Crush-Worthy Wednesday: Alec Lightwood

Mallory Dobry ’17 / Emertainment Monthly Staff Writer

Crush-Worthy Wednesday is a bi-weekly series in which Emertainment contributors discuss their most favorite, most inspiring, and totally crush-worthy fictional characters.

Cassandra Clare’s bestselling The Mortal Instruments series features a wide cast of characters, all with very varying personalities and traits, and each of them brings something unique to the story. Clare’s novels tell the story of Clary Fray, a young girl who realizes she is part of a fierce race of angel blooded warriors called Shadowhunters.

Spanning six books, readers get the chance to know and really relate to Clare’s characters, like understanding Clary’s deep connection to her lifelong best friend, Simon, or struggling with your identity like Jace.

Alec Lightwood as played by Kevin Zegers in the film adaptation of The Mortal Instruments: City of Bones. Source: Screen Gems

However, one of the characters who develops and grows the much over the course of the series is Alec Lightwood. Alec is often a secondary character in the books, typically playing as a foil to his adopted brother Jace, and his biological sister Isabelle. He sometimes comes across hostile and antisocial, and like the little black raincloud of the group. The root cause of such is the internal battle he has with himself that plays out over the course of the series.

Early on, it’s revealed that Alec has romantic feelings for Jace, and that the Shadowhunter community does not approve of same-sex relationships. Because of this, Alec remains quiet about his sexuality, and pretends that a huge part of his identity just doesn’t exist. Due to his inability to express his sexuality and be himself, Alec easily confuses his feelings and misplaces his affection, particularly toward Jace, and acts out when he sees Jace falling for someone else.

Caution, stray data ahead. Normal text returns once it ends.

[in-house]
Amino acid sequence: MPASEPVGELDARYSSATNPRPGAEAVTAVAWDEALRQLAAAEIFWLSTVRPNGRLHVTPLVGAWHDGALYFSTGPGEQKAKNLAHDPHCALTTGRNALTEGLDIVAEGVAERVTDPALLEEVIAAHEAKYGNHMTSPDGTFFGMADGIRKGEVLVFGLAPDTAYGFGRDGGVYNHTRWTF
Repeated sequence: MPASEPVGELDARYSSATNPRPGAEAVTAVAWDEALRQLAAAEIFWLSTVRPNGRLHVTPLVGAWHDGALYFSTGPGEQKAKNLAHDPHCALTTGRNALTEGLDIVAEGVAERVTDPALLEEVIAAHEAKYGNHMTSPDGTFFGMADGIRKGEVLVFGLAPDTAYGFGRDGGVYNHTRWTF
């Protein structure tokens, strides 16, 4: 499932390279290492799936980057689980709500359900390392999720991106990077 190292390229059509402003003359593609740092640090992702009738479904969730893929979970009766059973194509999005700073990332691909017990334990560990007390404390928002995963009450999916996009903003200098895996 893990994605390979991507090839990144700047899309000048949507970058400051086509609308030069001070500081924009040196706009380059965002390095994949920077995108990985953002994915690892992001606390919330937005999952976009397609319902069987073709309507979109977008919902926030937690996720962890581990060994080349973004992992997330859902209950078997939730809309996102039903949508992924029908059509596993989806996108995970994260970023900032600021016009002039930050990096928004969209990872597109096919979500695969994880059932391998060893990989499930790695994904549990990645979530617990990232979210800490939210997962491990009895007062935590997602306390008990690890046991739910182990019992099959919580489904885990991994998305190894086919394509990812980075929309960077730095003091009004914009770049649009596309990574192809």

Alec at the start of the series was scared of being himself, often anxious of how he’d be received, and more of a defender in battle, having never killed a demon before. He was a meek boy who considered himself the “dark star” to Jace’s “supernova”, letting Jace bask in attention, while Alec was just honored to be his friend.

But through the course of the novels, Alec finds love with flamboyant warlock Magnus Bane, and that romance suffers many ups and downs. It also harps on Alec’s insecurities of being forgotten or being meaningless, and his fear of being abandoned. And while his romance arc does help him to come forward with his sexuality, and to become a braver warrior in battle, the darker and more upsetting parts of his arch showcase who he has grown into.

By the end of the series, Alec Lightwood is no longer overshadowed by his dramatic and glamorous sister, or by rebellious and moody Jace. Alec is a hero, who acts with not only smarts, but with kindness and power, and instead of hesitating and never killing demons, he’s the first to draw his bow to protect his friends and family. He’s also able to stand on his own two feet and say that he’s capable of being a strong person on his own, without Jace and without a boyfriend. And through that, he finally reconciles with his estranged father, and the two can come to a mutual understanding.

Sometimes in literature, while readers sometimes focus so heavily on the main characters and the growth they experience in a series, sometimes, it’s not the main characters that develop the most. Sometimes it’s the characters who fall to the back, and go unnoticed. In an instance such as Alec Lightwood, it’s hard to miss how the usual dark star becomes a supernova of his own, and one of the most unlikely heroes of the story.

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